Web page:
Attendees and apologies
- Seamus Teahan, Regional Lead Cancer Clinician, WoSCAN (Chair), ST
- James Mander, Regional Lead Cancer Clinician, SCAN (Chair), JM
- Lynsey Cleland, Interim Depute Director, HIS, LC
- Jen Doherty, Project Co-ordinator, National Cancer Quality Programme, JD
- Kevin Freeman-Ferguson, Head of Service Review, Healthcare Improvement Scotland, KFF
- Hilary Glen, Consultant Medical Oncologist, NHSGGC, HG
- Peter Hall, Consultant Medical Oncologist, SCAN, PH
- Bryan McKellar, Regional Manager (Cancer), NCA, BMcK
- Noelle O’Rourke, National Lead for the Scottish Cancer Network, NO’R
- Lorna Porteous, GP and Clinical Lead Scottish Primary Care Cancer Group, LP
- Peter Sandiford, Deputy National Clinical Lead, Cancer QPI Review Group, Healthcare Improvement Scotland, PS
- Lorraine Stirling, Project Officer, National Cancer Quality Programme, LS
- Catherine Thomson, Service Manager (Population Health), Public Health Scotland (PHS), CT
- Evelyn Thomson, Regional Manager (Cancer), WoSCAN, ET
- Stuart Thomas, Consultant Pathologist and Lead Clinician, Scottish Pathology Network, STH
- Simon Watson, Medical Director, Healthcare Improvement Scotland,SW
- Joseph Woollcott, Health Influencing Senior Officer, Prostate Cancer UK,JW
- Lesley Aitken, Senior Reviewer, Healthcare Improvement Scotland (HIS), LA
- Matthew Barber, Consultant Breast Surgeon, NHS Lothian, MB
- Richmond Davies, Head of Service, PHS, RD
- Josephine Elliot, Programme Manager, HIS,JE
- Angela Jesudason, Paediatric Oncologist and Clinical Lead for the MSN CYPC Teenagers & Young Adults, AJ
- Andrew Martindale, Urological Cancers Clinical Lead, NCA, AM
- Gregor McNie, Team Lead, Cancer Policy, Scottish Government, GMcN
- Hamish McRitchie, Clinical Lead Scottish Clinical Imaging Network, HMcR
- Rafael Moleron, Consultant Clinical Oncologist, NCA, RM
- David Morrison, Director, Scottish Cancer Registry, DM
- Douglas Rigg, GP and Deputy Clinical Lead Scottish Primary Care Cancer Group, DG
- Kishore Shekar, Consultant in Oral and Maxillofacial Surgery, NCA, KS
- Nadeem Siddiqui, National Clinical Lead, Cancer QPI Review Group, Healthcare Improvement Scotland, NS
- Carolyn Sunners, Senior Policy Manager, Scottish Government, CS
- Iain Tait, Consultant Surgeon and Clinical Director, NCA,IT
- Nkem Umez-Eronini, Urological Cancers Clinical Lead, WoSCAN, NUE
- Joris Van Der Horst, Consultant Respiratory Physician, NHSGGC, JVDH
- Steve Leung, Renal Cancer Clinical Lead, SCAN, SL
- Laura Matia Herreo, Project Support Officer, NSS, LMH
- Jim McCaul, Head and Neck Cancer Clinical Lead, WoSCAN, JMcC
- James Morrison, Head and Neck Cancer Clinical Lead, SCAN, JM
- Anna Morton, National MCN Manager, NSS, AMO
- Azmat Sadozye, Consultant Clinical Oncologist, Scottish Government, AS
Items and actions
Welcome, apologies and declarations of interest
ST welcomed the group. A note of apologies are listed above.
No declarations of interest were noted.
Action notes and minutes from the previous meeting (paper 1)
The group considered the previous action note held on 20 June 2022 (paper 1) and approved as an accurate record.
Ovarian cancer – feedback from NCA on survival analysis action plan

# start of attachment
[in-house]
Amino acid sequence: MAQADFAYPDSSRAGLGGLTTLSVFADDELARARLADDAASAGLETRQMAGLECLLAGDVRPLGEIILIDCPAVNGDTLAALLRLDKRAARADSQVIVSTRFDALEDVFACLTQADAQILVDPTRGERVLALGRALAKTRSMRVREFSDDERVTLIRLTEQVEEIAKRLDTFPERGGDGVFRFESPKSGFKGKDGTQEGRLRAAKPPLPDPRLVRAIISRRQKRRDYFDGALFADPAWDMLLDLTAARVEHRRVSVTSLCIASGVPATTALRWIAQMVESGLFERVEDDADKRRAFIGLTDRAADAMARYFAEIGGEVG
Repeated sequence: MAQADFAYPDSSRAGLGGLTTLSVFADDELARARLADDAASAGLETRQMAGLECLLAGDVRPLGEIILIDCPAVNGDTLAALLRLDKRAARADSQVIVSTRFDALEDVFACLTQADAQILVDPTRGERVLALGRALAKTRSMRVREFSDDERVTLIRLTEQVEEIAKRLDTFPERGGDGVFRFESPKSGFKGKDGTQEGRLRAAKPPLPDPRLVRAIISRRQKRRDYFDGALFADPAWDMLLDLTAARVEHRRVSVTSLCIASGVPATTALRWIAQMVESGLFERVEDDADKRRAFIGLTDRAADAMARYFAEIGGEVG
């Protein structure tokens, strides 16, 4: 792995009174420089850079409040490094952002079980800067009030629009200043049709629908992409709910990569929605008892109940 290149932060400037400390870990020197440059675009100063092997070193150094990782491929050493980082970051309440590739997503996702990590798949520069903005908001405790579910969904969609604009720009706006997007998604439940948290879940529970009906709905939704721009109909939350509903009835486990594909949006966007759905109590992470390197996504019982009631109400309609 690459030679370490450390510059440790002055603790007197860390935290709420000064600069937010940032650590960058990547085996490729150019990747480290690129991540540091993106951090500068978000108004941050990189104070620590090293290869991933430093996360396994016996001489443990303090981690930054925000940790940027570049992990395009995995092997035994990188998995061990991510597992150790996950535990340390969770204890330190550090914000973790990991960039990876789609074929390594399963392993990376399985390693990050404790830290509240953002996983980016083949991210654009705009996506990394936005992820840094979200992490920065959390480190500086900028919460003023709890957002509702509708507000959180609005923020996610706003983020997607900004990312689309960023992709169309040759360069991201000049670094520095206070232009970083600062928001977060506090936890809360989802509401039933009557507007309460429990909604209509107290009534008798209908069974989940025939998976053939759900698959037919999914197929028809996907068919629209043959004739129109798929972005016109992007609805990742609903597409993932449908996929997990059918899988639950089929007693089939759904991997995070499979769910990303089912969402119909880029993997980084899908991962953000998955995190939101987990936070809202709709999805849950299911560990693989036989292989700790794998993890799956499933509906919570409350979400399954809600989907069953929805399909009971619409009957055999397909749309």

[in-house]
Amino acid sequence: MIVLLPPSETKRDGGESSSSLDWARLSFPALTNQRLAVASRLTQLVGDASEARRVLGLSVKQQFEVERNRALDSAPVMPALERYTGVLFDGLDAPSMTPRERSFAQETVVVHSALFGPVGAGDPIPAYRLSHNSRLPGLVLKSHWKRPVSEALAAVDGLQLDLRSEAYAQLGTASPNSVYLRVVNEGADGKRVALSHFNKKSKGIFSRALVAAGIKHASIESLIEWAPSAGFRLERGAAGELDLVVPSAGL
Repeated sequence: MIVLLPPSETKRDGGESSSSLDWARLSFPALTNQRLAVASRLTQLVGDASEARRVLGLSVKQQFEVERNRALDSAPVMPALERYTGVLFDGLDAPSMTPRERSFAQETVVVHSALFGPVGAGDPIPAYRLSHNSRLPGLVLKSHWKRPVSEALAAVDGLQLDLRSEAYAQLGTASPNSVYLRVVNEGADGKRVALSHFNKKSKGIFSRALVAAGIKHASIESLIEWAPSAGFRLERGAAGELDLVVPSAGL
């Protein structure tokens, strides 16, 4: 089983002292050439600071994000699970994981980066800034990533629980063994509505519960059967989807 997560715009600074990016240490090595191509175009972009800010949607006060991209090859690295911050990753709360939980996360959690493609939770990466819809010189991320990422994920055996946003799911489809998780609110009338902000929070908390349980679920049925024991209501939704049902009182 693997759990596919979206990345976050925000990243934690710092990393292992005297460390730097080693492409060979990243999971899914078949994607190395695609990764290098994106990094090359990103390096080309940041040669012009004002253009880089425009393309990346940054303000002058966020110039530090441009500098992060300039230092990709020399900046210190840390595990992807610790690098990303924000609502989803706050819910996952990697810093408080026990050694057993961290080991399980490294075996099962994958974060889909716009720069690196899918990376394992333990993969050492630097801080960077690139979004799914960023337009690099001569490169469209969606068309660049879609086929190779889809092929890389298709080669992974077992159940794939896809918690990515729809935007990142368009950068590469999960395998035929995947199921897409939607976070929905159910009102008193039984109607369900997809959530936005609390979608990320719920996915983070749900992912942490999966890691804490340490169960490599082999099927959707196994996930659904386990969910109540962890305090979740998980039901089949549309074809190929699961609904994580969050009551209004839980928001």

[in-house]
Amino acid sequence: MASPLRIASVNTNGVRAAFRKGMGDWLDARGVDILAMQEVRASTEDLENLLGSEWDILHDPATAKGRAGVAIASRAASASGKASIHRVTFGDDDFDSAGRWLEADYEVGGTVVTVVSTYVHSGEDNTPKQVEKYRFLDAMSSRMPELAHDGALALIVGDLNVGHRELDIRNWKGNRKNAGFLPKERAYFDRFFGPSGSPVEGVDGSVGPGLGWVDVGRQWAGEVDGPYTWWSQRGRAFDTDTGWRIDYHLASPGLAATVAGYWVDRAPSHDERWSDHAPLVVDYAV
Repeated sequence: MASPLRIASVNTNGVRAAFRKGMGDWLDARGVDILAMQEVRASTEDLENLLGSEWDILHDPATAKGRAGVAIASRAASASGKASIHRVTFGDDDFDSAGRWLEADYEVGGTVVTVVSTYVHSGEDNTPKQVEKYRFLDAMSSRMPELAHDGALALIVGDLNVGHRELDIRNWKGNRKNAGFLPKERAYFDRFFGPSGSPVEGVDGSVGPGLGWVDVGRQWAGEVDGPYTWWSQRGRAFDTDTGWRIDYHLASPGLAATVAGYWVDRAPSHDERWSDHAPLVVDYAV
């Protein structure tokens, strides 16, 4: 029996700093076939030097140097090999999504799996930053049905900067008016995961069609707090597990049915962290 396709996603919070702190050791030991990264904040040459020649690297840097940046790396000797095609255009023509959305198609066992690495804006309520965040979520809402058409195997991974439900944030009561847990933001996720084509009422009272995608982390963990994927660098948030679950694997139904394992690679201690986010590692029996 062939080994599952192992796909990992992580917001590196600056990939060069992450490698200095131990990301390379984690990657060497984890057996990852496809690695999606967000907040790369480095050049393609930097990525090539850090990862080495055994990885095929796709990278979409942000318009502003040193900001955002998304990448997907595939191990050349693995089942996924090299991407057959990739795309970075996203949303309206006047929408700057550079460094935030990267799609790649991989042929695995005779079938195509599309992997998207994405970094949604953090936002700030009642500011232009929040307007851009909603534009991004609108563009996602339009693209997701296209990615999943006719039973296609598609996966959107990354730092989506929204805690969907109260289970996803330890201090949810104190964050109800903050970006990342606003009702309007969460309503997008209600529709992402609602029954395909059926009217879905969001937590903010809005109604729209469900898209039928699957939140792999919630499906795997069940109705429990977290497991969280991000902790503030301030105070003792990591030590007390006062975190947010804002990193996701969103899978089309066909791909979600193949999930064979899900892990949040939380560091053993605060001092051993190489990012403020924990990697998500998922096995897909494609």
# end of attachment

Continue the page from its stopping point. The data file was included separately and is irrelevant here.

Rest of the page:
BMcK advised that a further meeting has taken place with radiology colleagues from the five centres who have agreed a consensus guideline for radiological staging. The group also discussed the impact of the guidance for management of stage III or IV ovarian cancer patients and noted that they will all be considered for surgery which is key.
This guideline will now be presented to the regional MCNs for formal approval before being implemented. BMcK advised that there has already been a change in practice within NCA, aligning with the agreed guidance.
BMcK advised in relation to surgical capacity that the third gynaecological oncology surgeon has been appointed in ARI with the fourth remaining post outstanding. It is unknown at the current time as to whether there are plans to re-advertise this post.
ST advised that he recently chaired the Breast Cancer QPI Formal Review where the feasibility of collecting recurrence data has been discussed. The breast cancer QPI dataset has been reviewed and some items omitted to incorporate a recurrence QPI. ST stated that the feasibility of collecting this data may inform whether it is possible for other tumour groups in the future.
The revised Breast Cancer QPIs are due to go out for public engagement. JD advised that there have been ongoing discussions with the Scottish Government around the engagement process which has now been resolved and are awaiting confirmation of dates. ST stated that this will give boards the opportunity to respond noting that there is no additional resource available to collect this data although acknowledged that this is an opportunity for existing resources to be utilised slightly differently.
ET highlighted that regional managers should encourage proactive engagement so that boards are aware of the proposed collection of recurrence data. ET confirmed that breast recurrence is included in the new eCASE system (although not currently collected) while PHS stated that it would be worth including some validation for local teams to assess completeness of data at an early stage. It was noted that there is no similar data from elsewhere being reported around recurrence to use as a benchmark - Regional Managers (Cancer)